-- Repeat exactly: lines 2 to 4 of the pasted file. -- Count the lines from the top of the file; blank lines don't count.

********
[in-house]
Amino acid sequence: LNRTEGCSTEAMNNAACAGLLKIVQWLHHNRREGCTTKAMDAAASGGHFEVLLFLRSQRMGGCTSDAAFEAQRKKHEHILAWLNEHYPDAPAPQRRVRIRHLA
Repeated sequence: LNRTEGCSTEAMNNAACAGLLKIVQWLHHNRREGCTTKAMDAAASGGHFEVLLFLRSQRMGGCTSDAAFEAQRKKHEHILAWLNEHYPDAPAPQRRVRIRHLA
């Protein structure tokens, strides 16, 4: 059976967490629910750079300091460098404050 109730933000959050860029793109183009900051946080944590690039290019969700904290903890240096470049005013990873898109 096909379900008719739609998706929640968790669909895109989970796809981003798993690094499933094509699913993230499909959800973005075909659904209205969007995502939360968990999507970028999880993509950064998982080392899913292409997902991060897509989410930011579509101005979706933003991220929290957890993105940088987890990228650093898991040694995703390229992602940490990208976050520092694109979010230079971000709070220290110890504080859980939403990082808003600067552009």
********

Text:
Amino acid sequence: LNRTEGCSTEAMNNAACAGLLKIVQWLHHNRREGCTTKAMDAAASGGHFEVLLFLRSQRMGGCTSDAAFEAQRKKHEHILAWLNEHYPDAPAPQRRVRIRHLA
Repeated sequence: LNRTEGCSTEAMNNAACAGLLKIVQWLHHNRREGCTTKAMDAAASGGHFEVLLFLRSQRMGGCTSDAAFEAQRKKHEHILAWLNEHYPDAPAPQRRVRIRHLA
């Protein structure tokens, strides 16, 4: 059976967490629910750079300091460098404050 109730933000959050860029793109183009900051946080944590690039290019969700904290903890240096470049005013990873898109 096909379900008719739609998706929640968790669909895109989970796809981003798993690094499933094509699913993230499909959800973005075909659904209205969007995502939360968990999507970028999880993509950064998982080392899913292409997902991060897509989410930011579509101005979706933003991220929290957890993105940088987890990228650093898991040694995703390229992602940490990208976050520092694109979010230079971000709070220290110890504080859980939403990082808003600067552009």